Deb Haaland to Investigate Burial Sites of Indigenous Students at Boarding Schools

Interior Secretary Deb Haaland announced the Federal Indian Boarding School Initiative a month after the undocumented remains of Indigenous children were found under a former Canadian residential school.
Anya Zoledziowski
Toronto, CA
June 22, 2021, 9:19pm
deb haaland
On Tuesday, Secretary of Interior Deb Haaland announced the Federal Indian Boarding School Initiative to investigate the assimilative system's legacy. (Photo by Samuel Corum/Getty Images)

U.S. Secretary of Interior Deb Haaland announced Tuesday that her department is launching an investigation into the country’s boarding school system that forcibly assimilated Indigenous students, with a special focus on burial sites of children who attended the schools.

The Federal Indian Boarding School Initiative comes about a month after the undocumented remains of Indigenous children, some as young as 3, were found under a former Catholic-run residential school in Canada. Three additional burial sites in Canada have already been confirmed.

Advertisement

Indigenous folks have been expecting a similar reckoning to unfold in the U.S., which operated at least 367 of its own boarding schools that were often as brutal as Canada’s residential school system.

“The U.S. Indian boarding school era was an integral part of a centuries-long systematic, genocidal campaign by the United States government to erase Native peoples, cultures, and civilizations,” the National Native American Boarding School Healing Coalition (NABS) said in a statement earlier this month following the news of the gravesites in Canada.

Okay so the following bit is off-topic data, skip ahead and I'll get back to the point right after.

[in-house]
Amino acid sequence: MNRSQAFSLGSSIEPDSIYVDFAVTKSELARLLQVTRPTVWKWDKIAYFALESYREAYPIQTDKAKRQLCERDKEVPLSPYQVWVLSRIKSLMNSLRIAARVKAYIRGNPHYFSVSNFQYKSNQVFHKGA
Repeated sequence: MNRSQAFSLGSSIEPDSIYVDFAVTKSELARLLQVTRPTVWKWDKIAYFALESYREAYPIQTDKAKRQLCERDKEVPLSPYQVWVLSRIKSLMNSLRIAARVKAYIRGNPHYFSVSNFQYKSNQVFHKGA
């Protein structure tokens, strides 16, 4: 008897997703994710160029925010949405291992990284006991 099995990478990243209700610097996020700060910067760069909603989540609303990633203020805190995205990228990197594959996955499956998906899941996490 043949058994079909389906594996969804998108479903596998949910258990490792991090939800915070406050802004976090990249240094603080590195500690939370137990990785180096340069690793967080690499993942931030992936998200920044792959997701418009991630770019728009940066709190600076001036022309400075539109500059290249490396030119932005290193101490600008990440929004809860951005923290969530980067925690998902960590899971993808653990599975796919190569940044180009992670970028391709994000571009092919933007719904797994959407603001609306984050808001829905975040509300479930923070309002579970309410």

But the U.S. has yet to investigate its boarding school legacy—something Haaland’s announcement sets out to do.

“To address the intergenerational impact of Indian boarding schools and to promote spiritual and emotional healing in our communities, we must shed light on the unspoken traumas of the past, no matter how hard it will be,” Haaland said.

Haaland has asked the department to put together a report that lists all available boarding school records, including information related to likely burial sites. 

The Interior Department will also formally consult tribal nations to better determine how to protect individual burial sites. 

“I know that this process will be long and difficult. I know that this process will be painful. It won’t undo the heartbreak and loss we feel,” Haaland said. “But only by acknowledging the past can we work toward a future that we’re all proud to embrace.”

Advertisement

The Interior Department was responsible for operating boarding schools, which ran from the 1860s to the late 1970s. “We are therefore uniquely positioned to assist in the effort to recover the dark history of these institutions that have haunted our families for too long,” said Haaland, the first ever Indigenous woman to hold a post as a cabinet secretary. 

Last fall, Haaland sponsored a bill that would have introduced a truth and healing commission akin to Canada’s Truth and Reconciliation Commission, which investigated the ongoing legacy of the residential school system and then published 94 calls to action to address colonialism in the country. In Canada, 150,000 First Nations, Inuit, and Métis students were forced to attend residential school, where they faced sweeping physical and sexual abuses, often as punishment for expressing their cultures. Thousands of children were killed.

It’s not yet known how many Indigenous students attended U.S. boarding schools, and how many were killed. 

“The U.S. has never acknowledged its assimilative boarding school policies and refused to provide an accounting of the children that went missing and deaths that occurred at Indian boarding schools in this country,” said the National Native American Boarding School Healing Coalition (NABS). 

This month, the U.S. Army announced it is planning to return to tribal nations the remains of 10 Indigenous children who died more than 100 years ago while attending Carlisle Indian Industrial School, in Pennsylvania. The school was open from 1879 to 1918. 

It’s the fourth time remains of students who attended Carlisle are being returned to their home communities. 

Follow Anya Zoledziowski on Twitter.